Working as a pharmacy tech can be an excellent lead-in to further education and eventual licensing as a pharmacist, but this requires a great deal of training and education. Other options for pharmacy techs who wish to advance include supervisory and management positions or specialty positions such as chemotherapy technician or nuclear pharmacy technician.
Step 1: Pharmacy Technician Training
What Can You Expect from Pharmacy Tech Programs?
At pharmacy tech school, you can expect to learn a variety of both soft and hard skills that will apply to pharmacy technician jobs. By “soft skills,” we mean skills that are universal and applicable to many different careers. They can include writing, organization, communication, customer relations, and professionalism.
The “hard skills,” however, are skills that apply specifically to the medical industry and pharmacy technician jobs. They will include topics that encompass the business of a pharmacy, such as pharmacy-management software, medical billing, and legal issues impacting pharmacies. They will also include health and science topics, such as human anatomy, basic chemistry, pharmacology, and sterilization.
How Long Does it Take to Become a Pharmacy Technician?
One of the top benefits for working in this career is the pace of education. In as little as nine months, you can go from enrolling in a pharmacy tech program to working as a pharmacy technician. (This, of course, assumes you are hired immediately after graduation.)
At the very most, it takes two years to become a pharmacy technician, but this assumes that you are pursuing an associate’s degree, the maximum amount of education that is required to work in this career. The truth is, in as little a nine months, you can go from absolutely zero medical or healthcare training and land a job as a pharmacy technician.
Is a Fully Online Pharmacy Tech Program Possible?
Online learning is becoming an important tool for students all across the country, and it has now become entirely possible to earn a diploma, certificate, or associate’s degree in pharmacy tech without setting foot in a formal classroom setting. There are numerous online pharmacy tech schools that provide the training and education you need in a 100%-online format. This makes studying easier than ever, and creates new educational opportunities for busy professionals, parents, and all types of non-traditional students.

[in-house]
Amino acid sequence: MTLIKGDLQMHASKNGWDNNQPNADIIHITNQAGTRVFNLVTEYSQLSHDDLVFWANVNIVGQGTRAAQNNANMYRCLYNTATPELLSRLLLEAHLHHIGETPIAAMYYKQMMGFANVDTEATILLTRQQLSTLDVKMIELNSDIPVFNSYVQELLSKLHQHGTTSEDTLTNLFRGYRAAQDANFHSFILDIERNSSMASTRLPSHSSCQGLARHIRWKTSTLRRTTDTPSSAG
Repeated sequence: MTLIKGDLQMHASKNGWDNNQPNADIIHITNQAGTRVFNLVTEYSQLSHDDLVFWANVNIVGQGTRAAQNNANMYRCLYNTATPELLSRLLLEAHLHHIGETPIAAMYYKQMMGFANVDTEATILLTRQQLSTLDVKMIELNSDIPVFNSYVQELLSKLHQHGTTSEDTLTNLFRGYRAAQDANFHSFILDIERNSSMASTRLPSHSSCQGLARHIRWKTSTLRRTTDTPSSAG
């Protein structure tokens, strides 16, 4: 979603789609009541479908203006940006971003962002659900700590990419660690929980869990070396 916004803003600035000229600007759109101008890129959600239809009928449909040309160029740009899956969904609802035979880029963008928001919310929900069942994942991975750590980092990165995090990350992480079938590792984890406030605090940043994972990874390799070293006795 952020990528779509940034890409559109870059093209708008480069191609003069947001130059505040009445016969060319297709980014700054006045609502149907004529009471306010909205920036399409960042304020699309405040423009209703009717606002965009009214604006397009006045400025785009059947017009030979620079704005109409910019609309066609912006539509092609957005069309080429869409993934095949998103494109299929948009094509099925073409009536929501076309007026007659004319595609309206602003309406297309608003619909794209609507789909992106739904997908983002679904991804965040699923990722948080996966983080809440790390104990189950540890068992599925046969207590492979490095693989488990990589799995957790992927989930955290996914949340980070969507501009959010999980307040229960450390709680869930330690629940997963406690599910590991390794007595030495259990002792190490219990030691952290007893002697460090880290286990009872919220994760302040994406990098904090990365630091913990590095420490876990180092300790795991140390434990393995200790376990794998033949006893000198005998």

Best of all, these degrees are accredited by the major institutions, so you will have a highly respected education that is recognized by top employers across the country.
Diploma, Certificate, or Associate’s Degree: Which is Best?
If you decide to become a pharmacy technician, your first major decision is which educational path is right for you. In general, you will find three different levels of education. The main difference between the three is time. Some are quick and more affordable, but only provide a basic-level of knowledge, while others are longer (only two years, but still longer) but provide a more detailed education. View the.
The fastest route to becoming a pharmacy technician is a certificate program. These are short, highly focused educational programs that train individuals in a specific skillset. While other educational programs (especially degrees) will encompass various topics and elective courses, certificates are focused almost exclusively on the topic at hand. They can often be completed in less than a year, usually about one school year (nine months total) from beginning to completion.